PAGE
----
Exodus and Revolution”, by Michael Walzer

Reading is one of the chief avenues for learning. Thus, achieving competence in the art of critical reading is a necessity for the educated person. The primary goal of critical evaluation is a fair and balanced review of a book’s worth. It should help a person, who has not read the book, to gain a basic understanding of the essential content of the text and to recognize its strengths and weaknesses.

The review should fall in the range of 1200-1500 words.

A critical book review should encompass the following elements:

Full bibliographic citation. E.g., Frank Moore Cross. Canaanite Myth and Hebrew Epic: Essays in the History of Israelite Religion. Cambridge: Harvard University Press, 1973.

Biographical information about the author. Who is the author? What are her or his qualifications to write such a book? At minimum, glean information from the book jacket.

Summarize the content of the book. Do more than give chapter titles, sub-heading, etc. Succinctly state the thesis/purpose of the book and describe the development of the argument. This section will tend to be the longest in the review, but should comprise no more than 40-50% of the paper. Make sure that you save space for a substantive analysis (next category)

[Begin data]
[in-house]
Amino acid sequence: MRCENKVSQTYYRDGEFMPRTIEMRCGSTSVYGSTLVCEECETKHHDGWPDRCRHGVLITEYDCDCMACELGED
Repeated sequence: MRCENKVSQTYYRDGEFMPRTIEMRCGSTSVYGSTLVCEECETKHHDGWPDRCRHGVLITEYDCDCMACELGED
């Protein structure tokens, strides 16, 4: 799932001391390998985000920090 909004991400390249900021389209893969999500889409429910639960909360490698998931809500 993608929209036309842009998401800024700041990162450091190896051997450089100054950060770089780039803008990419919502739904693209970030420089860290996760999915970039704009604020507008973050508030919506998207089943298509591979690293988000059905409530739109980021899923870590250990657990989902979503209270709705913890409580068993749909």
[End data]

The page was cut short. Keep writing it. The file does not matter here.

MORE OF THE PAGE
Analysis. This is the “meat” of your paper. How did the author do? Did she support her thesis? What are the strengths of the argument presented in the book? What are the weaknesses? Give evidence to support your assessment. You may find it beneficial to read other reviews of the book in scholarly journals. If you use such resources, list them on a bibliography page at the end of the review. Such book reviews are accessible through the library’s restricted databases (ATLA).

Conclusion. Do you recommend this book? Why or why not. This should be more than “This is a good book; I recommend it.” Present your final assessment for or against the book.